Recently, iCharts CEO Seymour Duncker participated in a panel of experts on analytics. The panel included Seymour, along with Eileen Tobias, VP of Business Strategy at NetSuite and Greg Kleiner, VP of Investor Relations and Treasurer at Twilio. The focus of the conversation was how members of the panel choose what metrics they use to measure the health of their organizations.

For SaaS organizations, certain metrics have emerged as the de facto standard. They serve as benchmarks, and they’re frequently used to compare different companies. Here are the five most common SaaS metrics…

  • ARR or CARR: Committed Annual Recurring Revenue
  • CAC Payback Period: How long it will take to recoup the customer acquisition cost (CAC)
  • Churn: How many customers you’re losing, and at what rate.
  • CLTV/CAC: Customer lifetime value divided by customer acquisition cost
  • Cash Flow: How much money is coming in?

With these metrics, one can gain a fairly solid understanding of the health of a SaaS business. If SaaS companies were baseball players, these would be the numbers on the back of their cards. No metric is perfect, but these provide a nice summary. “I easily watch forty to fifty metrics, but I focus on the ones that matter,” said Seymour. These five metrics essentially represent the “bottom line.” They may not show you what to work on, but they can show you something is off.

Here are 5 of the key takeaways from the panel…

1. The difference between 1st order, 2nd order, and 3rd order metrics

We use metrics for different reasons. We’ve covered first order metrics above. They’re the metrics you’d want to see if you were an investor, for example. They answer questions about the health of the business, and provide an overall sense of where the company is.

Second order metrics serve as indicators. We’ll get more into this later, but the basic idea with second order metrics is that they offer actionable information. While first order metrics can tell you something is wrong, second order metrics show what you can do about it. These are the kinds of metrics you could use if you were a CEO or an executive.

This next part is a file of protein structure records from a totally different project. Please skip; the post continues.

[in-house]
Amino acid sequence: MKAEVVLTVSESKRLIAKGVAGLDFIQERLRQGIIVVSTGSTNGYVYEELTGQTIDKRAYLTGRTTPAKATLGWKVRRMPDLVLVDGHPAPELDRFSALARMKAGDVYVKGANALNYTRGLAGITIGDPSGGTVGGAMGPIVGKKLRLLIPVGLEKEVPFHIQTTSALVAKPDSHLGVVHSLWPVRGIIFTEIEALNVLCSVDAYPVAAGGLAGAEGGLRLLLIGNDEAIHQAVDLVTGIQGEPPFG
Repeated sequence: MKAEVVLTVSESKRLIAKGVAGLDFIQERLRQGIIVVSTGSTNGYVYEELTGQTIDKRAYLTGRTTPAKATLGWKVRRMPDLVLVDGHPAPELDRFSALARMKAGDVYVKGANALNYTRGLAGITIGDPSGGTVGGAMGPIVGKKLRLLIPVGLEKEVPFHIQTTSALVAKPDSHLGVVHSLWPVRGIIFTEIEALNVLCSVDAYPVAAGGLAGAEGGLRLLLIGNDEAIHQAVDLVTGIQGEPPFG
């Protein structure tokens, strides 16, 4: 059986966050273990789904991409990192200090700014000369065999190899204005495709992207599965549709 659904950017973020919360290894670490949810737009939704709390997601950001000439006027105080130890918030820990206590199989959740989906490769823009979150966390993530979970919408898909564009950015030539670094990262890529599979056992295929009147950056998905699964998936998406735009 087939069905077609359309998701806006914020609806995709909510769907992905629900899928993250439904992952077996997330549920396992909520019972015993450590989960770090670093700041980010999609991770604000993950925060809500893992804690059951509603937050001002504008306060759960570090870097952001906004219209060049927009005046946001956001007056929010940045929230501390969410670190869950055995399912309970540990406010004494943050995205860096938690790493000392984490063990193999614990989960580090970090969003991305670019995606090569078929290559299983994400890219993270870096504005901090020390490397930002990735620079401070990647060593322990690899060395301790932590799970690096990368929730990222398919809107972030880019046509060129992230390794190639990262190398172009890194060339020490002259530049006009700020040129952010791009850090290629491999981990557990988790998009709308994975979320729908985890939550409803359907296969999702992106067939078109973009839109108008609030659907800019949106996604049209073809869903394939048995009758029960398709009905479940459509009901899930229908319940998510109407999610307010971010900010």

Third order metrics are a lot like second order metrics, but on a much smaller scale. They’re the kind of metrics you’d want to see if you were a regular worker. A guy on an assembly line probably doesn’t have much use for a second order metric like regional sales numbers, but if you told him a shipment of bolts was going to be late, it might affect his whole day.

 

2. When you cherry pick metrics, you end up fooling yourself

It’s natural to look for a silver lining to bad numbers, but it can be a slippery slope. Every data analyst knows a trick or two to make numbers look better than they really are, but these deceptions hurt you in the long run. Even if one is never caught goosing the numbers, the danger is in covering up real issues. “I’ve seen it in other companies, a tendency to throw out certain metrics. When you stick with metrics, you can really see what’s going on,” said Tobias. One can argue the entire point of analytics is to find objective truths in data. By stepping on the scales, you lose that objectivity.

Coverups also tend to raise questions among stakeholders. “If you change something, people will assume something has changed and now you want to hide it,” said Kleiner. “Be very careful with what you share externally. You’ll have to live with it for a long time.” Instead of using analytics to inform next steps, people start to use analytics to hide past mistakes. If it gets bad enough, the benefits of analytics begin to disappear.